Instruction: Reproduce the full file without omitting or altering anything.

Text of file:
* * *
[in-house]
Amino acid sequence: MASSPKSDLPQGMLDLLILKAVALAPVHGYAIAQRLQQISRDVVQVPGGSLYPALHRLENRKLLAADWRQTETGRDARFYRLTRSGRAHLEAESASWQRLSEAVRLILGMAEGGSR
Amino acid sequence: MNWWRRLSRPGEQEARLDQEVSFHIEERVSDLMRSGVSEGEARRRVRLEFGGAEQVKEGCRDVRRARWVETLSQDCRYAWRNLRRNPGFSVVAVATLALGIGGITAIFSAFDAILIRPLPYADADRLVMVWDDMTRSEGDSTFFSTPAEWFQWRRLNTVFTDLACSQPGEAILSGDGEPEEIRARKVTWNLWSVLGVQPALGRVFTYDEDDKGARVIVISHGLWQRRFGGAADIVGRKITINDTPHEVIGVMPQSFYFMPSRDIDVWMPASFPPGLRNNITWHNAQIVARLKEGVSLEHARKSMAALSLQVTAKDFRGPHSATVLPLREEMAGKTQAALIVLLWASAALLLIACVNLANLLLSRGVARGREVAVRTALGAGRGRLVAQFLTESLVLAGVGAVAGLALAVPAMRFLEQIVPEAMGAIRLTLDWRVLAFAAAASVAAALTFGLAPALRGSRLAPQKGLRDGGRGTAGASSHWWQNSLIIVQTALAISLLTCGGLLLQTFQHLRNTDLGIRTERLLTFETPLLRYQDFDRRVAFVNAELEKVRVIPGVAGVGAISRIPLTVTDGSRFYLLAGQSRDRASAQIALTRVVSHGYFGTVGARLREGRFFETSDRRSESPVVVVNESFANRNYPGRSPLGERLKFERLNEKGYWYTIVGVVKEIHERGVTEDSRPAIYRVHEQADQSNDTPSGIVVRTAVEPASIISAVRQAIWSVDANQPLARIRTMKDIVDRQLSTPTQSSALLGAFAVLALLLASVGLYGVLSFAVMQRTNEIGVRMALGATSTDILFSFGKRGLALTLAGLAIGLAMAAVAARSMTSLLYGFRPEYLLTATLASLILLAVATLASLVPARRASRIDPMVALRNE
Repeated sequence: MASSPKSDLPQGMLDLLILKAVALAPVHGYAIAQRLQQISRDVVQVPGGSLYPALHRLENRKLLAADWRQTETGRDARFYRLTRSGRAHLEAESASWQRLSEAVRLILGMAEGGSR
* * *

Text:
[in-house]
Amino acid sequence: MASSPKSDLPQGMLDLLILKAVALAPVHGYAIAQRLQQISRDVVQVPGGSLYPALHRLENRKLLAADWRQTETGRDARFYRLTRSGRAHLEAESASWQRLSEAVRLILGMAEGGSR
Amino acid sequence: MNWWRRLSRPGEQEARLDQEVSFHIEERVSDLMRSGVSEGEARRRVRLEFGGAEQVKEGCRDVRRARWVETLSQDCRYAWRNLRRNPGFSVVAVATLALGIGGITAIFSAFDAILIRPLPYADADRLVMVWDDMTRSEGDSTFFSTPAEWFQWRRLNTVFTDLACSQPGEAILSGDGEPEEIRARKVTWNLWSVLGVQPALGRVFTYDEDDKGARVIVISHGLWQRRFGGAADIVGRKITINDTPHEVIGVMPQSFYFMPSRDIDVWMPASFPPGLRNNITWHNAQIVARLKEGVSLEHARKSMAALSLQVTAKDFRGPHSATVLPLREEMAGKTQAALIVLLWASAALLLIACVNLANLLLSRGVARGREVAVRTALGAGRGRLVAQFLTESLVLAGVGAVAGLALAVPAMRFLEQIVPEAMGAIRLTLDWRVLAFAAAASVAAALTFGLAPALRGSRLAPQKGLRDGGRGTAGASSHWWQNSLIIVQTALAISLLTCGGLLLQTFQHLRNTDLGIRTERLLTFETPLLRYQDFDRRVAFVNAELEKVRVIPGVAGVGAISRIPLTVTDGSRFYLLAGQSRDRASAQIALTRVVSHGYFGTVGARLREGRFFETSDRRSESPVVVVNESFANRNYPGRSPLGERLKFERLNEKGYWYTIVGVVKEIHERGVTEDSRPAIYRVHEQADQSNDTPSGIVVRTAVEPASIISAVRQAIWSVDANQPLARIRTMKDIVDRQLSTPTQSSALLGAFAVLALLLASVGLYGVLSFAVMQRTNEIGVRMALGATSTDILFSFGKRGLALTLAGLAIGLAMAAVAARSMTSLLYGFRPEYLLTATLASLILLAVATLASLVPARRASRIDPMVALRNE
Repeated sequence: MASSPKSDLPQGMLDLLILKAVALAPVHGYAIAQRLQQISRDVVQVPGGSLYPALHRLENRKLLAADWRQTETGRDARFYRLTRSGRAHLEAESASWQRLSEAVRLILGMAEGGSR